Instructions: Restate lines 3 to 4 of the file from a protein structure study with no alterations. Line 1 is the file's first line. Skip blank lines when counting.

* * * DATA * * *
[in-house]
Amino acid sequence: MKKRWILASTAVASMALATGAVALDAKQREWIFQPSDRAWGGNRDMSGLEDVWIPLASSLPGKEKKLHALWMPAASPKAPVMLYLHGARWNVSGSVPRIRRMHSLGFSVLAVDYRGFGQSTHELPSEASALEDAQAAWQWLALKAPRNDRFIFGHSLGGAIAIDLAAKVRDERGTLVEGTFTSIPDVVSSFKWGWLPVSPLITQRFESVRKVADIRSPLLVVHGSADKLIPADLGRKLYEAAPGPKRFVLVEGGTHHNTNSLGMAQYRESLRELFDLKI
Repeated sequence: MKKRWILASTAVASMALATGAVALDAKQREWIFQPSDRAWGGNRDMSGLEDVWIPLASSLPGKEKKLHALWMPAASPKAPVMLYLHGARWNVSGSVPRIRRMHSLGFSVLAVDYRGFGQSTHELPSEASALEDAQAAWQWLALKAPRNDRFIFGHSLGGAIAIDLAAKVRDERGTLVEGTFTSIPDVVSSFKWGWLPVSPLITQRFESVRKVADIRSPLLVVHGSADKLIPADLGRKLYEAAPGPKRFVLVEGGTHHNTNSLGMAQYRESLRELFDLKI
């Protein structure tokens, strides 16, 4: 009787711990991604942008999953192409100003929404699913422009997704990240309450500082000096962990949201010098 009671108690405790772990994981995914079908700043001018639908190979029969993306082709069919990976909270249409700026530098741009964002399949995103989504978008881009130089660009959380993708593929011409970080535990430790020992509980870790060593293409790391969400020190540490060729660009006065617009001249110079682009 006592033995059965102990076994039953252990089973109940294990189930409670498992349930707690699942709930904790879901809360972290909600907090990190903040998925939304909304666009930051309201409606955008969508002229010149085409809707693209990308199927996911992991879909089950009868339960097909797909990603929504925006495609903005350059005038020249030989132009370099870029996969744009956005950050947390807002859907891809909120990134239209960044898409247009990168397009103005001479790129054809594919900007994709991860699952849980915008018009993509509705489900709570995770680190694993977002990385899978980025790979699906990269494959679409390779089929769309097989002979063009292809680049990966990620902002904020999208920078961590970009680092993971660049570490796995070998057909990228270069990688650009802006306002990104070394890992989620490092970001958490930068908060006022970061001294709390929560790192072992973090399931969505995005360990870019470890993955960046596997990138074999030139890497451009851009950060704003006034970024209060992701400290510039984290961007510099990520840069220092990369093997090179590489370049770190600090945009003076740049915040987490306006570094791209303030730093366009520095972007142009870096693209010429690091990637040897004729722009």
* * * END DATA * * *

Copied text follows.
Repeated sequence: MKKRWILASTAVASMALATGAVALDAKQREWIFQPSDRAWGGNRDMSGLEDVWIPLASSLPGKEKKLHALWMPAASPKAPVMLYLHGARWNVSGSVPRIRRMHSLGFSVLAVDYRGFGQSTHELPSEASALEDAQAAWQWLALKAPRNDRFIFGHSLGGAIAIDLAAKVRDERGTLVEGTFTSIPDVVSSFKWGWLPVSPLITQRFESVRKVADIRSPLLVVHGSADKLIPADLGRKLYEAAPGPKRFVLVEGGTHHNTNSLGMAQYRESLRELFDLKI
């Protein structure tokens, strides 16, 4: 009787711990991604942008999953192409100003929404699913422009997704990240309450500082000096962990949201010098 009671108690405790772990994981995914079908700043001018639908190979029969993306082709069919990976909270249409700026530098741009964002399949995103989504978008881009130089660009959380993708593929011409970080535990430790020992509980870790060593293409790391969400020190540490060729660009006065617009001249110079682009 006592033995059965102990076994039953252990089973109940294990189930409670498992349930707690699942709930904790879901809360972290909600907090990190903040998925939304909304666009930051309201409606955008969508002229010149085409809707693209990308199927996911992991879909089950009868339960097909797909990603929504925006495609903005350059005038020249030989132009370099870029996969744009956005950050947390807002859907891809909120990134239209960044898409247009990168397009103005001479790129054809594919900007994709991860699952849980915008018009993509509705489900709570995770680190694993977002990385899978980025790979699906990269494959679409390779089929769309097989002979063009292809680049990966990620902002904020999208920078961590970009680092993971660049570490796995070998057909990228270069990688650009802006306002990104070394890992989620490092970001958490930068908060006022970061001294709390929560790192072992973090399931969505995005360990870019470890993955960046596997990138074999030139890497451009851009950060704003006034970024209060992701400290510039984290961007510099990520840069220092990369093997090179590489370049770190600090945009003076740049915040987490306006570094791209303030730093366009520095972007142009870096693209010429690091990637040897004729722009």